The latest media controversy involves another attack on stay-at-home moms. After hearing so much about Amy Glass and her declaration, “I Look Down On Young Women With Husbands And Kids And I’m Not Sorry,” I finally chose to subject myself to her enlightenment. Sadly, I was disappointed. This post generated this much discussion? This post stirred moms to write both offensive and defensive comments on social media sites? I am a bit baffled. I shouldn’t have expected anything deeper after reading the title, but if so many people were responding, I believed the lie that there must be something worth taking time to read, even if it is offensive. I guess I was surprised that something so obviously shallow and ignorant was deemed worthy material in the “mommy wars.”
Now, I am writing about it and linking to it. I might regret this. However, I am more interested in sharing a couple thoughts with fellow moms since this post seems to have gone viral. But first, please allow me to dissect some of her illogical arguments. I just can’t help myself.
Miss Glass contends that stay-at-home moms do nothing and are unable to be “exceptional.” That hardly needs any attention. Her words clearly reveal a young, ignorant author. Those sentiments do arouse my curiosity about her upbringing and her relationship with her own mother. I can’t imagine any woman with respect for her mom would ever write such an argument. Perhaps instead of an absent or disconnected mom, she had a mother who was fiercely independent; who passed on her own disdain for the beauty of stay-at-home motherhood. Perhaps, instead of independence, she is repeating the cycle she was raised in; infecting her environment with negativity and criticism. Brokenness abounds. It's really easy to be angry after reading her post, but when I think about the person and heart behind the words, I'm sad for her.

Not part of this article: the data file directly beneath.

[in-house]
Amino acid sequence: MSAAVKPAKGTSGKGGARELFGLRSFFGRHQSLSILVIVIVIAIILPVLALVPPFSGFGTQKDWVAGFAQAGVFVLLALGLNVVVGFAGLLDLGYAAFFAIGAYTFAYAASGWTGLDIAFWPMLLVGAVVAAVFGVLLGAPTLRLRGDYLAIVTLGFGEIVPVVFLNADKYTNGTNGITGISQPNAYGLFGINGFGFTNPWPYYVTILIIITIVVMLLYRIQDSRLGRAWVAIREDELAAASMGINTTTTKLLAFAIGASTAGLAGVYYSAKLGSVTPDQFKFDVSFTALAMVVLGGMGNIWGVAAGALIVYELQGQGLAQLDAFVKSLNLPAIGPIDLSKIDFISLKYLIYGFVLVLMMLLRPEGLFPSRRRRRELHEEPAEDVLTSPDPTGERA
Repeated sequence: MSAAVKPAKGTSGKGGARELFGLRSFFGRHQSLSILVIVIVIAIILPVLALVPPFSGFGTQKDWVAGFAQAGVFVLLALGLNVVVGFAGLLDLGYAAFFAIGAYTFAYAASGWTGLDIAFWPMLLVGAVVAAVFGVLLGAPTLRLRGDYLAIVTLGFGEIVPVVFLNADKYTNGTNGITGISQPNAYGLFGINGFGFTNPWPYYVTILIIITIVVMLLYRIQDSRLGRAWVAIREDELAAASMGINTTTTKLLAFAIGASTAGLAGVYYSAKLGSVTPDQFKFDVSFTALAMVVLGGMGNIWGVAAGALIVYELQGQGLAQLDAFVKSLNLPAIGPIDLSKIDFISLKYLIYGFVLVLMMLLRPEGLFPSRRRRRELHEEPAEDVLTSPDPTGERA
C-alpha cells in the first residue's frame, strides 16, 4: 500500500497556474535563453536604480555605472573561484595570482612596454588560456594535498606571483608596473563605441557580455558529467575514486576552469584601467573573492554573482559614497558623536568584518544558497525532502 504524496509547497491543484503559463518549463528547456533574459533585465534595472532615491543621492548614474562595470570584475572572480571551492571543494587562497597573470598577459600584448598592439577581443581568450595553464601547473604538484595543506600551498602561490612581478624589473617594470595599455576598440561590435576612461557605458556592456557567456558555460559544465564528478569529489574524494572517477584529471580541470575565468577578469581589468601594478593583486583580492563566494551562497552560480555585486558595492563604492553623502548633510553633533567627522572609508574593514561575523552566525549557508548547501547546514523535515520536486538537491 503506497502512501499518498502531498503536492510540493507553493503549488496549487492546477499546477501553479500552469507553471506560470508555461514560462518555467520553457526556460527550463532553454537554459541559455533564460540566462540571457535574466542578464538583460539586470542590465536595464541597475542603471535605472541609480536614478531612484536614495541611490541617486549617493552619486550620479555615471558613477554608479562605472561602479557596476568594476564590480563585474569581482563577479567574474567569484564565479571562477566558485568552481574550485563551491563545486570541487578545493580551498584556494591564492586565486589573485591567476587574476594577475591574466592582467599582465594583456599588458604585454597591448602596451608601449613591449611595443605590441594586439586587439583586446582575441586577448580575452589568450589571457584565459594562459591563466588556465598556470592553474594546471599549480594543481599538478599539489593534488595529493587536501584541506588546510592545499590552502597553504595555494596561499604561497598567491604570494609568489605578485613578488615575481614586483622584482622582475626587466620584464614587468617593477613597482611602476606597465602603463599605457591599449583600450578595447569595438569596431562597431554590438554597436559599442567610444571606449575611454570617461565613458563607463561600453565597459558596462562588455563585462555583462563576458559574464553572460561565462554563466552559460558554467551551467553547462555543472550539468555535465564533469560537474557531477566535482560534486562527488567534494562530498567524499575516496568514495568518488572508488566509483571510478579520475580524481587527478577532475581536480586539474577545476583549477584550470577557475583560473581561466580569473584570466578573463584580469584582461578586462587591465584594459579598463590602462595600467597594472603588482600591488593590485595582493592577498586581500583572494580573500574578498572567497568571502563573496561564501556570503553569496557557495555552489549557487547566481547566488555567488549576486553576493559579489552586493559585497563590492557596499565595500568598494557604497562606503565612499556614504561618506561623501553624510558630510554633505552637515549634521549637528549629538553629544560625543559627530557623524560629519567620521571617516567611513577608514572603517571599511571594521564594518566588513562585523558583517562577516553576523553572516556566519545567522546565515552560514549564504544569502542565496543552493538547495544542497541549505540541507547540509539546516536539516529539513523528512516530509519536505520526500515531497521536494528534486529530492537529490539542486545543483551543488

She denounces our celebration of marriage and childbirth, saying “These aren’t accomplishments, they are actually super easy tasks, literally anyone can do them.” Her flaw is that she views marriage and childbirth as tasks, no different than the mere tasks of grocery shopping, mopping, laundry, and dusting. She misses the point entirely. Those are tasks that we all do as a part of life. I know some women who take pride in a well-managed home, just as the same woman may take pride in having a well-organized office, or efficient business practices. However, I doubt many women think their worth is based in those tasks. Marriage and childbirth are infinitely more. We do not celebrate marriage and childbirth because a woman set a goal and now accomplished that task. That is what we do when we celebrate events like graduations, promotions, and buying one’s first home. What a shame that Miss Glass equates marriage and having children with such things. What a shame that she cannot enter into the joy of those celebrations, because she lacks the ability to understand the depth of those relationships and moments in life. Both are commitment. They are love, true love; the kind that the Bible speaks of when it says “Greater love hath no man than this, that a man would lay down his life for his friends.” Anyone, with the proper understanding of marriage and childrearing, knows the depth of these relationships and would be willing to lay down their very physical body for the protection of their spouse or child. They will sacrifice their own self-fulfilling desires, needs, and often dreams for one another. They each walk through life with something far greater than a commitment to self.